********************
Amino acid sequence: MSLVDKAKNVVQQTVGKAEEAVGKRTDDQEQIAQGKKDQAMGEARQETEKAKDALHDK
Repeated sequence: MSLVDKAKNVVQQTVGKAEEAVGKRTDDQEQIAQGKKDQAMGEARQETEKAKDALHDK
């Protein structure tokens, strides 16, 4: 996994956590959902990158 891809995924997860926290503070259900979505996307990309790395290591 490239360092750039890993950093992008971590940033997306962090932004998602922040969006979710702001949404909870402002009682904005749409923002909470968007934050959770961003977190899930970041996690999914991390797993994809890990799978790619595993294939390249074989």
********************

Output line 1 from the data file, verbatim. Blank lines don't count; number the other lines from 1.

Amino acid sequence: MSLVDKAKNVVQQTVGKAEEAVGKRTDDQEQIAQGKKDQAMGEARQETEKAKDALHDK